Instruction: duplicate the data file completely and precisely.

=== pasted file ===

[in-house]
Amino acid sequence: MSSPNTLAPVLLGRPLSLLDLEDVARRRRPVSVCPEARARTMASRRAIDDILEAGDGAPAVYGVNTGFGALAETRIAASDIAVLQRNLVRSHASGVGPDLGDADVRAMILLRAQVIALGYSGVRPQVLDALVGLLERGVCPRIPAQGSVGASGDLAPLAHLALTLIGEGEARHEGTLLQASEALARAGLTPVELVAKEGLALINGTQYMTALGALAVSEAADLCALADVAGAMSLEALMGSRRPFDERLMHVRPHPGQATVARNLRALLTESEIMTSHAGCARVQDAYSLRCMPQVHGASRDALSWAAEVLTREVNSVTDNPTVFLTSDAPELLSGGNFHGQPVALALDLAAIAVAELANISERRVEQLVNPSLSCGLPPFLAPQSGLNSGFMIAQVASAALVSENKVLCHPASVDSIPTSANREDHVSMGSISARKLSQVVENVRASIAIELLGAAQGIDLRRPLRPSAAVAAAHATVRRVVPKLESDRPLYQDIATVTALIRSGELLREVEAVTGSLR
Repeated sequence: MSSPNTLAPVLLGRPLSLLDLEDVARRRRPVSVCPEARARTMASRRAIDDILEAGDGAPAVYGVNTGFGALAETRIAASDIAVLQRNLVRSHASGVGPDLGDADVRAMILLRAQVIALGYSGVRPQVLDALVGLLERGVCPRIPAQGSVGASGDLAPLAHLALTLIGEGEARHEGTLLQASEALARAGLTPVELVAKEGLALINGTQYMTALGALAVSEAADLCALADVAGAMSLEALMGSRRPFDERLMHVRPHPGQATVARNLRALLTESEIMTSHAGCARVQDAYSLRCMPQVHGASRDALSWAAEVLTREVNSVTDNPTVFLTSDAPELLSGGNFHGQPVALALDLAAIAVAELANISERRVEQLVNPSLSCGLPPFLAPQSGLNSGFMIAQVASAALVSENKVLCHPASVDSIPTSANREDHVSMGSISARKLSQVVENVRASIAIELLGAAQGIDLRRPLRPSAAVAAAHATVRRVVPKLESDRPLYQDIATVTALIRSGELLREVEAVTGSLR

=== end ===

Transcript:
[in-house]
Amino acid sequence: MSSPNTLAPVLLGRPLSLLDLEDVARRRRPVSVCPEARARTMASRRAIDDILEAGDGAPAVYGVNTGFGALAETRIAASDIAVLQRNLVRSHASGVGPDLGDADVRAMILLRAQVIALGYSGVRPQVLDALVGLLERGVCPRIPAQGSVGASGDLAPLAHLALTLIGEGEARHEGTLLQASEALARAGLTPVELVAKEGLALINGTQYMTALGALAVSEAADLCALADVAGAMSLEALMGSRRPFDERLMHVRPHPGQATVARNLRALLTESEIMTSHAGCARVQDAYSLRCMPQVHGASRDALSWAAEVLTREVNSVTDNPTVFLTSDAPELLSGGNFHGQPVALALDLAAIAVAELANISERRVEQLVNPSLSCGLPPFLAPQSGLNSGFMIAQVASAALVSENKVLCHPASVDSIPTSANREDHVSMGSISARKLSQVVENVRASIAIELLGAAQGIDLRRPLRPSAAVAAAHATVRRVVPKLESDRPLYQDIATVTALIRSGELLREVEAVTGSLR
Repeated sequence: MSSPNTLAPVLLGRPLSLLDLEDVARRRRPVSVCPEARARTMASRRAIDDILEAGDGAPAVYGVNTGFGALAETRIAASDIAVLQRNLVRSHASGVGPDLGDADVRAMILLRAQVIALGYSGVRPQVLDALVGLLERGVCPRIPAQGSVGASGDLAPLAHLALTLIGEGEARHEGTLLQASEALARAGLTPVELVAKEGLALINGTQYMTALGALAVSEAADLCALADVAGAMSLEALMGSRRPFDERLMHVRPHPGQATVARNLRALLTESEIMTSHAGCARVQDAYSLRCMPQVHGASRDALSWAAEVLTREVNSVTDNPTVFLTSDAPELLSGGNFHGQPVALALDLAAIAVAELANISERRVEQLVNPSLSCGLPPFLAPQSGLNSGFMIAQVASAALVSENKVLCHPASVDSIPTSANREDHVSMGSISARKLSQVVENVRASIAIELLGAAQGIDLRRPLRPSAAVAAAHATVRRVVPKLESDRPLYQDIATVTALIRSGELLREVEAVTGSLR